As a Queensland-based innovation and the only software of its kind in Australia, Envision features the latest advancements in change (unplanned event) management, field-based collaboration (comments, photos etc) and real-time reporting.

Our session will show how clients have gained better insight into the real-time health and status of their projects to improve decision-making and performance while achieving savings.

It will also look at:

  • End-to-end capture and reporting of field data
  • Significant advantages available when the common reporting ‘blackout’ (the lag between data inputs and reporting) is removed from projects
  • Gains possible through multi-system integration with BIM, GIS and other platforms.

One of the exciting opportunities through events such as TMR MIXr is collaboration. Envision is live and proven on several projects but is based on continual improvement and ‘fast feedback’, meaning it advances through the insights of clients and their involvement in shaping the evolution of the platform.

We see Envision as a true step change in the delivery phase for transport and other infrastructure projects, with benefits for government, industry and community stakeholders, and look forward to participating in the event.

For more information, visit https://www.ivvy.com/event/MIXr17/home.html

Envision partners with iCURO to showcase resources solutions

With Simon Anthonisz, Managing Director, iCURO

Envision teamed up with workforce management software leader, iCURO, at the 14th PNG Mining and Petroleum Investment Conference in Sydney this month to showcase the latest in project management software for remote projects.

While this multi-billion sector in PNG continues to expand, with several major projects set to come online in the near future, delivery teams are still faced with the demand to achieve more with less.

From managing remote, disparate project teams to commodity price fluctuations to weather and much more, it’s clear that lean principles are the way forward.

Conference presentations featured major mining and oil and gas companies providing updates on existing operations and the progress of upcoming projects.

The mining side was more upbeat, with steady increases in the gold price leading to several existing mines increasing their production this year, and some gearing up for expansion.

A couple of mines that had stalled shared about how they are bringing new projects online in 2017 now that companies and investors are confident their long-term viability is secure.

In the oil and gas space, the success of the PNG LNG project was a major highlight. The 300th export left the port shortly before the conference began, which is a great achievement by co-venture partners ExxonMobil, Oil Search Limited (OSL), Kumul Petroleum Holdings Limited, Santos Limited, JX Nippon Oil & Gas Exploration and Mineral Resources Development Company Limited (MRDC).

The other big news came from the Total presentation, giving more detail to the recently-announced Papua LNG project, expected to start in late 2017. This will be the second large-scale project for PNG – a great boost for the economy and communities there.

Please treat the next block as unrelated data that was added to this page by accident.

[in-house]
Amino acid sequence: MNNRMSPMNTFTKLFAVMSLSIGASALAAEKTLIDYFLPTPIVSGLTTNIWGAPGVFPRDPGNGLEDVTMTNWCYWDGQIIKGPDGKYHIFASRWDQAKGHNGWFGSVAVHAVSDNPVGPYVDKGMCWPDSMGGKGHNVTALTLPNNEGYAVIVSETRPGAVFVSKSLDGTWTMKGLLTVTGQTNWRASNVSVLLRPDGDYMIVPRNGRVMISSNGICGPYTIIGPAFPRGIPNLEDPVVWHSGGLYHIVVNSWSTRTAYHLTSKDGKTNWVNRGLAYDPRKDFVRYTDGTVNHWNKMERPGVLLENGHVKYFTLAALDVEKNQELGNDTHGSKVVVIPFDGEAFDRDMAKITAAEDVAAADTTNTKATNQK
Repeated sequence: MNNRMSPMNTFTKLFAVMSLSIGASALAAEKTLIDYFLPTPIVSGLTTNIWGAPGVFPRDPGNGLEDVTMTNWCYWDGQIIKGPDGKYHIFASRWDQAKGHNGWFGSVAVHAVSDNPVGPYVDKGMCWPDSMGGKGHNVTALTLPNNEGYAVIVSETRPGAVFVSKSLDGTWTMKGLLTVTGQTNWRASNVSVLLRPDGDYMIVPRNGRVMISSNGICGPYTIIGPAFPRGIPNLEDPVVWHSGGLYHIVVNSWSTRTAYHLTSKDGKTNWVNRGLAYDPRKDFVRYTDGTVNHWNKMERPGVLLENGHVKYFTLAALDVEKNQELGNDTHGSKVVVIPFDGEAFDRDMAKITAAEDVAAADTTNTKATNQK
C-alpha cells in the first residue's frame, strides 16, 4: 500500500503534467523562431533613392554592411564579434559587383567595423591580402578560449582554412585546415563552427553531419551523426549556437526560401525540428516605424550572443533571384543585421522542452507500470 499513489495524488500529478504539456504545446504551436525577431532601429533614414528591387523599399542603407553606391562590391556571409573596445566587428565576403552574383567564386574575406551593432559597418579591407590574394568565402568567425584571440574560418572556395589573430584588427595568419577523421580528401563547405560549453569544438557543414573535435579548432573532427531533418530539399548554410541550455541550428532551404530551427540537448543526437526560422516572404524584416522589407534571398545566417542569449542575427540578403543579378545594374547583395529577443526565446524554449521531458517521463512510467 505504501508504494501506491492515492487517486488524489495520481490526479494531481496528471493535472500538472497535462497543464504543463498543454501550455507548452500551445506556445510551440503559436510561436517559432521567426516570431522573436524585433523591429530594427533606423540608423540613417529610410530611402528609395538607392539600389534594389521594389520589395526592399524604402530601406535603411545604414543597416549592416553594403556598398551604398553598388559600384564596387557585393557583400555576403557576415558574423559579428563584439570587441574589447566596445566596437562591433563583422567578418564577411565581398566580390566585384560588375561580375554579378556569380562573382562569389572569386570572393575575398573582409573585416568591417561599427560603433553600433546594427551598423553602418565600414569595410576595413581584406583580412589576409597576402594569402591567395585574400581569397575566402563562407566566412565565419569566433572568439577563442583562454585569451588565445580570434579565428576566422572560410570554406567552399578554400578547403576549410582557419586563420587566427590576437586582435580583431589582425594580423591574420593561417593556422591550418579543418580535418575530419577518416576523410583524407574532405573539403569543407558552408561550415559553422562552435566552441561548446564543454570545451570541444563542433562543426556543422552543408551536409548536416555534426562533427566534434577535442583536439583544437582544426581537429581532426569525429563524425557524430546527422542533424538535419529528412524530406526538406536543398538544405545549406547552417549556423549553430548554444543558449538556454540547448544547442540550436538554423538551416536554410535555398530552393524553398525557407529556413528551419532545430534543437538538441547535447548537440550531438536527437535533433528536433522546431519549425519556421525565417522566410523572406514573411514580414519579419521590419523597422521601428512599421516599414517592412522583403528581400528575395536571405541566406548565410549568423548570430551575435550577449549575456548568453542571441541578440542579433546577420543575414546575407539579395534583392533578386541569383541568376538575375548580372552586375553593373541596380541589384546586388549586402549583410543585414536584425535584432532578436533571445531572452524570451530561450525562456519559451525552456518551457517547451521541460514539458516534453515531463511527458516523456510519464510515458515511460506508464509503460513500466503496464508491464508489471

With the drive toward increasingly lean operations, attendees were particularly attracted to iCURO’s automated workflows for managing on-boarding, mobilisation and worksite attendance, alongside Envision’s features that simplify the creation of daily diaries, management of daily costings and capture of unplanned events.

2014 Lean Construction Conference

Ennova partnered with industry leading construction companies to present productivity findings from recent projects at the annual Lean Construction Conference. Ennova showcased results from the recent QCLNG project that demonstrated significant reductions in schedule (timescale) and cost, and an overall improvement of around 30% in labour productivity.

The results were discussed at two sessions:

1. Information Is Power – Eliminating Waste at the Work Facelci-2014-talk
  • Robert Turner – Group Manager, Controls and Planning, Leighton Contractors
  • Hugh Hofmeister – Head of Projects, Ennova

 

 

 

 

lci-2014-workshop2. Workshop: Serious Productivity Gains with Evidence-Based Results
  • Robert Turner – Group Manager, Controls and Planning, Leighton Contractors
  • Hugh Hofmeister – Head of Projects, Ennova;
  • Grant Puttergill – Project Controls Manager, QGC
  • Mark Leader – Project Cost Manager, QGC
  • Chris Barber – Project Services Manager, QGC
Note: The content for these sessions is available through the LCI Australia website or can be downloaded by clicking on the images shown here.

Envision at Tech23

Tech23 celebrates innovation through an exciting collision of great minds, great ideas, and great purpose. Tech23 is dedicated to offering entrepreneurs opportunities.

Ennova presented Envision at the 2013 Tech23 conference. We were fortunate to be recognised with awards from Amazon and Cloudstaff. The video below features Adrian Smith, Director and Head of Technology, giving our 5 minute pitch.